The current National Assembly session ended on an impasse with no clear picture of where politics is headed. The PTI has accomplished some marvelous feats by mobilizing its cadres and reaching out to masses. Imran has definitely honed his communication skills. The chattering classes hate his repetitive rhetoric but he connects with the ordinary folk on complicated issues in simple language. But the PTI has not been able to decide whether it should fight its war from within the system (read parliament) or outside.

This was visible from the farcical show put up by the PTI this week. Grow up, guys, either you take the plunge or you don’t. Even his detractors admit that Imran will continue to mobilize big crowds in Islamabad in grand jalsas. The question is: whether he would be able to maintain the momentum in what is surely a long haul—a test match where, by the way, the skipper has the least percentage of winning (29 per cent) among all Pakistani cricket captains. And his ratio of drawn test is the highest. So it’s a draw so far.

What suits Imran is that the ruling party has utterly failed to respond to his challenge. The PML (N) is overly focused on the Cabinet reshuffle. As if this will be a panacea to all its woes. One is really tempted to know the criteria on which the reshuffle will be based. For all we know the trouble lies with the three major ministries dealing with the three biggest challenges of economy, energy and internal security. The issue is how to change or mend the Big Three at aged 60 plus. Enough is written about the failures in energy and internal security but the economic challenge is no less grave.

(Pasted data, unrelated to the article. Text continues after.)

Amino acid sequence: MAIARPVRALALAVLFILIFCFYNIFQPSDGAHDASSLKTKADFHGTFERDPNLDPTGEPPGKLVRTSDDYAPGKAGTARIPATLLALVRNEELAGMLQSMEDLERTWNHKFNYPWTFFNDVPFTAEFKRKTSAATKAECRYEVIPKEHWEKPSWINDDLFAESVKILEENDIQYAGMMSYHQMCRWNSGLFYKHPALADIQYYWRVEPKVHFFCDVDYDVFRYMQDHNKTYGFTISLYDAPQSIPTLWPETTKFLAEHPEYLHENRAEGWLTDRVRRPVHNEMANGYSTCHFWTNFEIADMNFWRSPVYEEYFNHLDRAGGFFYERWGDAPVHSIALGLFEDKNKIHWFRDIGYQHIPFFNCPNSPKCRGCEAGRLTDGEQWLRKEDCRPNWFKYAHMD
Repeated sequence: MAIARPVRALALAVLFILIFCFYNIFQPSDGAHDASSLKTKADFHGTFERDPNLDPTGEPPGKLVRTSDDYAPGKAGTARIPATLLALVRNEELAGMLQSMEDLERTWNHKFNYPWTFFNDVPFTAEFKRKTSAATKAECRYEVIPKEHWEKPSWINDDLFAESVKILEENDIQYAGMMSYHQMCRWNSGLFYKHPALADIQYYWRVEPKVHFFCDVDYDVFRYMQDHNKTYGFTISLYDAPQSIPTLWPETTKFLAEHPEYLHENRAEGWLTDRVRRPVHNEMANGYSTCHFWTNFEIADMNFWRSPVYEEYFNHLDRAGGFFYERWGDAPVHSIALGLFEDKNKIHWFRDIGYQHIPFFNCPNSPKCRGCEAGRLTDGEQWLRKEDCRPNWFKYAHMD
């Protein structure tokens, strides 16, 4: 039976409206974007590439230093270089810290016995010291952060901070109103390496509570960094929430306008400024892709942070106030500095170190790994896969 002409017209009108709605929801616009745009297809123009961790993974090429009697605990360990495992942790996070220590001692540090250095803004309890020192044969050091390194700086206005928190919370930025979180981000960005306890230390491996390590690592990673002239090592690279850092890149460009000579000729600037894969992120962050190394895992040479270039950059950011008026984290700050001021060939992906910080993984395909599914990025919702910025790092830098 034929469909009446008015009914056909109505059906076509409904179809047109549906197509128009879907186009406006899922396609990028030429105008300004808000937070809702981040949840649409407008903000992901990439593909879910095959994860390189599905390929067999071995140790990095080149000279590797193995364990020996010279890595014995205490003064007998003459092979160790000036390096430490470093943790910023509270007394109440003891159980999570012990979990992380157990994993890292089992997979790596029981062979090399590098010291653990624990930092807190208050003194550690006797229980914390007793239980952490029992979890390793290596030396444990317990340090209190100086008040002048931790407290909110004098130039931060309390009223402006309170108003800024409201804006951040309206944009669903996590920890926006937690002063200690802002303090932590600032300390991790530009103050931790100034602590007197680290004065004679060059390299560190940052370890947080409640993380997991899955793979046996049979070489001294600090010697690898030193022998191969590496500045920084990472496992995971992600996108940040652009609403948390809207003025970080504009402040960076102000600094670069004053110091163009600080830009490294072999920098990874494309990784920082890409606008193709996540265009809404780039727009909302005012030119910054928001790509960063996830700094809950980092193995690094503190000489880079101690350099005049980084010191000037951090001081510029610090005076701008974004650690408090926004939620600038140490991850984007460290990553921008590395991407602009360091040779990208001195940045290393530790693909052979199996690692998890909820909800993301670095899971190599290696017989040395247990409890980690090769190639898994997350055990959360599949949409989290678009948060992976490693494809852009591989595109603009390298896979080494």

Somehow Ishaq Dar is stuck in the 1990s. Such is the power and aura of the Finance Ministry that other important institutions do not grow under its shadow. This includes autonomous bodies like the State Bank, the Planning Commission, even the Commerce Ministry and most regulating authorities that are needed even more while practicing unhinged liberalism and deregulation. Many think that Dar might do a better job in Commerce. Well, the issue is whether the PM has the stomach to bell the big cats. Forget the kittens that can be changed, diapered or thrown out.

Tail piece: Marvi Memon deserves kudos for presenting the annual report of the National Assembly’s Standing Committee on media, broadcasting and national heritage. Her credentials of being a media expert are matchless. We know her father was Information Minister with Musharraf who facilitated her job as advisor to ISPR on media. We are told she was handy to advise Mush on foreign media at breakfast meetings. Jamali, Shujaat and Shaukat Aziz also took advantage of her immense expertise. She fell out with Imran Khan when he backed out after making her PTI’s Information Secretary. Or so we are told.

Alhamdulillah, Marvi is very much part of the government’s media team. No wonder the PML (N) is doing so well on the media front. But her forte is that she adapts to new situations, new leaders and new parties very well–and in record time. She has the ability to dig greatness in everybody she works with—even where there might be none. The last compliment is given by a person no less than former Prime Minister Chaudhary Shujaat Hussain. Mitti Pao!

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Date:Friday, 31 October 2014